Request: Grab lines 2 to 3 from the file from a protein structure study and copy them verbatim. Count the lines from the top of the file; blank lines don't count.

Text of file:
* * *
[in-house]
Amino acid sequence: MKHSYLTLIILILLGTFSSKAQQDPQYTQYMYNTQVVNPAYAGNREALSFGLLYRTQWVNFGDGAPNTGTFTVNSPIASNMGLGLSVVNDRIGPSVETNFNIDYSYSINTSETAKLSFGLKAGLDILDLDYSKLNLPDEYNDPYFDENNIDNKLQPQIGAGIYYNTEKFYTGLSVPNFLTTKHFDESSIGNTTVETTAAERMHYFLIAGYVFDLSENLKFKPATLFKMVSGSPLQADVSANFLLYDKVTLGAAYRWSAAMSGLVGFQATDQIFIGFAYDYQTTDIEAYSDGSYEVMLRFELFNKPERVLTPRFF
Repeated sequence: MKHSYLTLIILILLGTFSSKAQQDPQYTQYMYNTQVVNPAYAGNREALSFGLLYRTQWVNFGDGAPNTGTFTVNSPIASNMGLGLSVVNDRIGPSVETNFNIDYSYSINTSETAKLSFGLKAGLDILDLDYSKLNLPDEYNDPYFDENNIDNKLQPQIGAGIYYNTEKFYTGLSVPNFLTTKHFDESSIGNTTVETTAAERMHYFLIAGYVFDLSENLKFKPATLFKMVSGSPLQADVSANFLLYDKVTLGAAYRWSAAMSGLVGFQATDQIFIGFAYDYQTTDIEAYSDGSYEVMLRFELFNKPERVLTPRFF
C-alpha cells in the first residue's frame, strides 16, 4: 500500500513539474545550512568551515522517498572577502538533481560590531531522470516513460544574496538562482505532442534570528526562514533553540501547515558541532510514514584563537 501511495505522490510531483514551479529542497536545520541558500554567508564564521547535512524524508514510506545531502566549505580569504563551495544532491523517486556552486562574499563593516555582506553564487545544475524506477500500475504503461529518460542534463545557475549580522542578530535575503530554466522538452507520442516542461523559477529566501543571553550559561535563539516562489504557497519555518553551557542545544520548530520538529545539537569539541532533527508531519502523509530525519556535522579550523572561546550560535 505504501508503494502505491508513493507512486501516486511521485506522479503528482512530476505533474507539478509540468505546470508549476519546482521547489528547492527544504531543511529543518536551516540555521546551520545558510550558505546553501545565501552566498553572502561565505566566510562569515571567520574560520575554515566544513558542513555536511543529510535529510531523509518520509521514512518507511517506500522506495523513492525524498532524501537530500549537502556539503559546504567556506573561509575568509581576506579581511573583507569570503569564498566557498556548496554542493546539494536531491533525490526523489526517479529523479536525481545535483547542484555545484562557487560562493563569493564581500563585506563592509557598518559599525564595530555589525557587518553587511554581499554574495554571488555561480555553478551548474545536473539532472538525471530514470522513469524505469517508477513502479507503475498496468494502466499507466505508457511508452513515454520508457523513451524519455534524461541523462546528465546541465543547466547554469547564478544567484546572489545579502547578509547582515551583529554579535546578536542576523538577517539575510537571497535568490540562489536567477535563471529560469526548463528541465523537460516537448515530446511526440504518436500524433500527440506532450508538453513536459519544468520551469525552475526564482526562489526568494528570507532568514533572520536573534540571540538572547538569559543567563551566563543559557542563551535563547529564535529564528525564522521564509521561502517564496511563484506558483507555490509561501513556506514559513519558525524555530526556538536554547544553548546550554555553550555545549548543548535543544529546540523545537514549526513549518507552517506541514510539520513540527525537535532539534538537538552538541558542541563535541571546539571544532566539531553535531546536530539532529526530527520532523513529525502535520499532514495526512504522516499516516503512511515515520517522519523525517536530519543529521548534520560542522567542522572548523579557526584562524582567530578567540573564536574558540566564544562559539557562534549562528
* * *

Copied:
Amino acid sequence: MKHSYLTLIILILLGTFSSKAQQDPQYTQYMYNTQVVNPAYAGNREALSFGLLYRTQWVNFGDGAPNTGTFTVNSPIASNMGLGLSVVNDRIGPSVETNFNIDYSYSINTSETAKLSFGLKAGLDILDLDYSKLNLPDEYNDPYFDENNIDNKLQPQIGAGIYYNTEKFYTGLSVPNFLTTKHFDESSIGNTTVETTAAERMHYFLIAGYVFDLSENLKFKPATLFKMVSGSPLQADVSANFLLYDKVTLGAAYRWSAAMSGLVGFQATDQIFIGFAYDYQTTDIEAYSDGSYEVMLRFELFNKPERVLTPRFF
Repeated sequence: MKHSYLTLIILILLGTFSSKAQQDPQYTQYMYNTQVVNPAYAGNREALSFGLLYRTQWVNFGDGAPNTGTFTVNSPIASNMGLGLSVVNDRIGPSVETNFNIDYSYSINTSETAKLSFGLKAGLDILDLDYSKLNLPDEYNDPYFDENNIDNKLQPQIGAGIYYNTEKFYTGLSVPNFLTTKHFDESSIGNTTVETTAAERMHYFLIAGYVFDLSENLKFKPATLFKMVSGSPLQADVSANFLLYDKVTLGAAYRWSAAMSGLVGFQATDQIFIGFAYDYQTTDIEAYSDGSYEVMLRFELFNKPERVLTPRFF